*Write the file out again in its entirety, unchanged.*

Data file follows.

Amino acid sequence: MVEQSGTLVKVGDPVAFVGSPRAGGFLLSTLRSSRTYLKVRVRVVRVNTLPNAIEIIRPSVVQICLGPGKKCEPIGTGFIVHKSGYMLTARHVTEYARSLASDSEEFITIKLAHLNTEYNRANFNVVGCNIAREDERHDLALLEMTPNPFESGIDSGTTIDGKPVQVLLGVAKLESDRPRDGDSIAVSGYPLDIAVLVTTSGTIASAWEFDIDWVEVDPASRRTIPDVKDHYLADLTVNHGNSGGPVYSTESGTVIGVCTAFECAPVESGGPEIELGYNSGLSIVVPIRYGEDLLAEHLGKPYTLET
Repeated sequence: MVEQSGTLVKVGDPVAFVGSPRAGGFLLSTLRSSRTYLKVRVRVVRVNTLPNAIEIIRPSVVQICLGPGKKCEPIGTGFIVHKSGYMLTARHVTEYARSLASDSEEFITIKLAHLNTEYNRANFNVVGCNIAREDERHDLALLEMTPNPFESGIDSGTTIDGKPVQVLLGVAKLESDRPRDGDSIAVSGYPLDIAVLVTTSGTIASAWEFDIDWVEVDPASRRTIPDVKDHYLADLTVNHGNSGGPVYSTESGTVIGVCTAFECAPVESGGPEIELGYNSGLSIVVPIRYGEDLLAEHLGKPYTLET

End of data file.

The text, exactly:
Amino acid sequence: MVEQSGTLVKVGDPVAFVGSPRAGGFLLSTLRSSRTYLKVRVRVVRVNTLPNAIEIIRPSVVQICLGPGKKCEPIGTGFIVHKSGYMLTARHVTEYARSLASDSEEFITIKLAHLNTEYNRANFNVVGCNIAREDERHDLALLEMTPNPFESGIDSGTTIDGKPVQVLLGVAKLESDRPRDGDSIAVSGYPLDIAVLVTTSGTIASAWEFDIDWVEVDPASRRTIPDVKDHYLADLTVNHGNSGGPVYSTESGTVIGVCTAFECAPVESGGPEIELGYNSGLSIVVPIRYGEDLLAEHLGKPYTLET
Repeated sequence: MVEQSGTLVKVGDPVAFVGSPRAGGFLLSTLRSSRTYLKVRVRVVRVNTLPNAIEIIRPSVVQICLGPGKKCEPIGTGFIVHKSGYMLTARHVTEYARSLASDSEEFITIKLAHLNTEYNRANFNVVGCNIAREDERHDLALLEMTPNPFESGIDSGTTIDGKPVQVLLGVAKLESDRPRDGDSIAVSGYPLDIAVLVTTSGTIASAWEFDIDWVEVDPASRRTIPDVKDHYLADLTVNHGNSGGPVYSTESGTVIGVCTAFECAPVESGGPEIELGYNSGLSIVVPIRYGEDLLAEHLGKPYTLET